Headmistress Fang Rong joins the morning exercise at Luotian Hope Primary School in Luotian County, central China's Hubei Province (HU FAN)
It's 6 a.m. on a mid-October morning and the temperature is dropping fast on Dabie Mountain. As she does every school day, Fang Rong, Headmistress of Luotian Hope Primary School in central China's Hubei Province, waits on the playground for students from grade three to six to gather for their morning exercise. The students are boarders at the school during the week and only head home on weekends. This saves on the long travel time, as most students live great distances from school.
With the help of Project Hope, the school was built in 1991 and was the fourth Hope Primary School built in China and the first in Hubei Province. Located in Luotian County on Dabie Mountain, an impoverished county on the list of the national poverty alleviation program, the school is surrounded by mountains and most of its students are from villages up to 10 km away.
Fang became a teacher at the school in 2009, after graduating from a program dedicated to training teachers for rural areas. Conditions are harsh in this remote school and many of her colleagues have left over the years. Fang, however, stayed, and has now been part of the school for 10 years.
"The school has an extreme shortage of teachers, especially young teachers. If I was to leave, it would disrupt the operation and there would be no proper teaching," she told ChinAfrica.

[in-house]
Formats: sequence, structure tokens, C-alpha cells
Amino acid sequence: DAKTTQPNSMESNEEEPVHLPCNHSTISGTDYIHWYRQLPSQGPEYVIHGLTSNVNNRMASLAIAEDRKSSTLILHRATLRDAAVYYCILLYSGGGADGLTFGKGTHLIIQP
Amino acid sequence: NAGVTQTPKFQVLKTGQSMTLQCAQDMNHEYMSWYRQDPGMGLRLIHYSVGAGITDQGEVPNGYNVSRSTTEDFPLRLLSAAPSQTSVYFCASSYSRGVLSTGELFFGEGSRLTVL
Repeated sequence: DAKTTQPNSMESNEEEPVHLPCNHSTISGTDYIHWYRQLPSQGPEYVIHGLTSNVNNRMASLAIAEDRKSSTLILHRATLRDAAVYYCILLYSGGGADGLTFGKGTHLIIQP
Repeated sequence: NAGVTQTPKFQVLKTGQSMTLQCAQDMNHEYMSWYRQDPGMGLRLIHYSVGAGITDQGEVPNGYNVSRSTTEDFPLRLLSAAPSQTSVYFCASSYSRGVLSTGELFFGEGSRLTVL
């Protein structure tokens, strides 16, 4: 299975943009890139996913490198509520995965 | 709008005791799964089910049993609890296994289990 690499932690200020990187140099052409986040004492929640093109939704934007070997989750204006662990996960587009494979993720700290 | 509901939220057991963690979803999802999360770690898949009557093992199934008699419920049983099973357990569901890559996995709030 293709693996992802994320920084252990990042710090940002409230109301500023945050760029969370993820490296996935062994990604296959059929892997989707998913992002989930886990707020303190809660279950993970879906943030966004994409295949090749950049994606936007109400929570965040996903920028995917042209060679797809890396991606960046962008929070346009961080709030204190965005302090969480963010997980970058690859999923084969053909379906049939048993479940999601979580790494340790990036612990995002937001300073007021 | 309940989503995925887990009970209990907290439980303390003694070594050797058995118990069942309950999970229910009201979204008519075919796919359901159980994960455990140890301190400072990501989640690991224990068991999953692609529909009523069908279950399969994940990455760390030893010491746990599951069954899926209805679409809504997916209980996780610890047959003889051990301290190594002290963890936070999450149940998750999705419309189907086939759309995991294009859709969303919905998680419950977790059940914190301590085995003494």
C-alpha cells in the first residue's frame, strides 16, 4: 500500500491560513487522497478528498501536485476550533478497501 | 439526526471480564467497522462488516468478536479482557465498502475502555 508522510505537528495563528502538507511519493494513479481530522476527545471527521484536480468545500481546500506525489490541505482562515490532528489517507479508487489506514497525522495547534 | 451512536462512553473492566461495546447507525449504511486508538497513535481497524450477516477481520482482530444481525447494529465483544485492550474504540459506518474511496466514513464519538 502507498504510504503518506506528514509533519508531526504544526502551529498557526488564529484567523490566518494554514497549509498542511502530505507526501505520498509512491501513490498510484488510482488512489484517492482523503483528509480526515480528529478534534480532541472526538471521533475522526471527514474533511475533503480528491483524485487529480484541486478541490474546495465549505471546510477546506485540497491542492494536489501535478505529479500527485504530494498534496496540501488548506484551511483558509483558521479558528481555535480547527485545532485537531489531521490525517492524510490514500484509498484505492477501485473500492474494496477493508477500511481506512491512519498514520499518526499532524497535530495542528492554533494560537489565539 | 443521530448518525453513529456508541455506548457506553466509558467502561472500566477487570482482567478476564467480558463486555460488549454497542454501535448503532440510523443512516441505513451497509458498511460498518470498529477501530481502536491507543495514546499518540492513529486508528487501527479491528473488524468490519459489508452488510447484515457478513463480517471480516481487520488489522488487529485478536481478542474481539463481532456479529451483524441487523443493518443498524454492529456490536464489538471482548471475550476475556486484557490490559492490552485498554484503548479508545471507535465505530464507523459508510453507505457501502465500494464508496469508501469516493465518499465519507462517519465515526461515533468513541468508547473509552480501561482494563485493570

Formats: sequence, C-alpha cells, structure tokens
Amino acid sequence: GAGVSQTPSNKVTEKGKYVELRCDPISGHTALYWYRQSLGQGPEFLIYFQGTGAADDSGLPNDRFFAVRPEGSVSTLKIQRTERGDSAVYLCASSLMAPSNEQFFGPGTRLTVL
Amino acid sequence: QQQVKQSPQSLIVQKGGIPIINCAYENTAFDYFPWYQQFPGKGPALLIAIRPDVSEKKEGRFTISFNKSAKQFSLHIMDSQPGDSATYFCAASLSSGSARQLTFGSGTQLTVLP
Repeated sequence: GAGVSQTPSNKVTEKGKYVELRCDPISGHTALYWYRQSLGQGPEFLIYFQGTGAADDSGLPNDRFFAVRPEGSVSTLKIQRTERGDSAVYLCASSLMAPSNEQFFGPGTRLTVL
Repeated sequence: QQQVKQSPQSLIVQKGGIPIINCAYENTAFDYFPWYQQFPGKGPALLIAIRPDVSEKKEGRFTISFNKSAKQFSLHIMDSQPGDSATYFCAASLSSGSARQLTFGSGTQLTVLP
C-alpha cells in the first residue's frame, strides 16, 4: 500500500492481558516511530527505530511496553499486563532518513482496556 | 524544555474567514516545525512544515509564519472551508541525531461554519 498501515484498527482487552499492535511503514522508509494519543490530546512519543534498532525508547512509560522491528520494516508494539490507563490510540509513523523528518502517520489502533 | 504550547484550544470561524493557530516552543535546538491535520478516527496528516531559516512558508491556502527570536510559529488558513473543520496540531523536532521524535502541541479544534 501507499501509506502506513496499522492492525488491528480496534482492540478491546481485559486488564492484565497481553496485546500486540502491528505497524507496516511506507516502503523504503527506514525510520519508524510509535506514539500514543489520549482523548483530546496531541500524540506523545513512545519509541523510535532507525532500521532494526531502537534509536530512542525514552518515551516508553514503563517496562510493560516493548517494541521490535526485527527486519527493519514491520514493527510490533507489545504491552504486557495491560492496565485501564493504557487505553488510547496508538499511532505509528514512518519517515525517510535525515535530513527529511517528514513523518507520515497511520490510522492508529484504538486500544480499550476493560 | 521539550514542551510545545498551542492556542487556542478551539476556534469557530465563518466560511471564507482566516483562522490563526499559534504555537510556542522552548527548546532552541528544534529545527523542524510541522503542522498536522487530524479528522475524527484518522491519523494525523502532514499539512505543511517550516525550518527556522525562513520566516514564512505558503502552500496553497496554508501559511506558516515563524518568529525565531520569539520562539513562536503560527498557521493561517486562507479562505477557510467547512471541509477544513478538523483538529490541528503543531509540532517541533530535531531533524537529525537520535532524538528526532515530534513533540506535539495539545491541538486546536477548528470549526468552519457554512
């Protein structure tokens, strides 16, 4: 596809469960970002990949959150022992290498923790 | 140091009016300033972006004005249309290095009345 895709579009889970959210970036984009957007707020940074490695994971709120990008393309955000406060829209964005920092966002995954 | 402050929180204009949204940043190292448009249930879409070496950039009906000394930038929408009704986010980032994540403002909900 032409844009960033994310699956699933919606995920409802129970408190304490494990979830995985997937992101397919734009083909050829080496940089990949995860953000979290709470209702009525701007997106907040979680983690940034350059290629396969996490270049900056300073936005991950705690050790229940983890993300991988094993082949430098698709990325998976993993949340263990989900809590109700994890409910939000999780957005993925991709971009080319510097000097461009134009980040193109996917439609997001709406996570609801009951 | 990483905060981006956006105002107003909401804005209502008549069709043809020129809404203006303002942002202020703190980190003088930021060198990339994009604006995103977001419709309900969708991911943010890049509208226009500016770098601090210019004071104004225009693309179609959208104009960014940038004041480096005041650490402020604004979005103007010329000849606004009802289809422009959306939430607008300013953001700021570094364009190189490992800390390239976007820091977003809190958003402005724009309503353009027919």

Over the years, the school has faced a severe shortage of teachers, meaning Fang has to teach 10 subjects, including mathematics, English, music and art. Last year, she was appointed headmistress of the school, quite a challenge for this 29-year-old.
Students pose for a photo at Luotian Hope Primary School (HU FAN)
Mentor makes a difference
Fang's connection with the school started in 2002, when she became a sixth grader in the school. This was because her original primary school in a nearby village was shut down during China's rural education reform, which saw students being reallocated to better equipped schools.
At that time, money was tight in her family, which depended on her father's income earned on the construction fields in east China's metropolis Shanghai. She had two younger brothers who were also at school and a grandmother hospitalized due to a stroke. To ease the burden, Fang was thinking of quitting school and starting a job, as many rural girls of her age did.
It was the help and encouragement of her teachers at the Luotian Hope Primary School that changed her mind. In particular, she recalled how Zhang Xinqiao, the head teacher of her class, mentored her. Knowing she was interested in writing, he suggested she write down her thoughts in a notebook as a way of relaxing anxieties. Zhang wrote "rising sun" on the cover of Fang's notebook, meaning that life is as hopeful as the rising sun, which is also the symbol of Project Hope.
After primary school, Fang continued her education and was later admitted into a teacher training program. When the time came for her to decide which school to be placed in, unlike some others who requested schools in the township or the county seat which had better conditions, she asked to go to the Hope Primary School and her request was approved.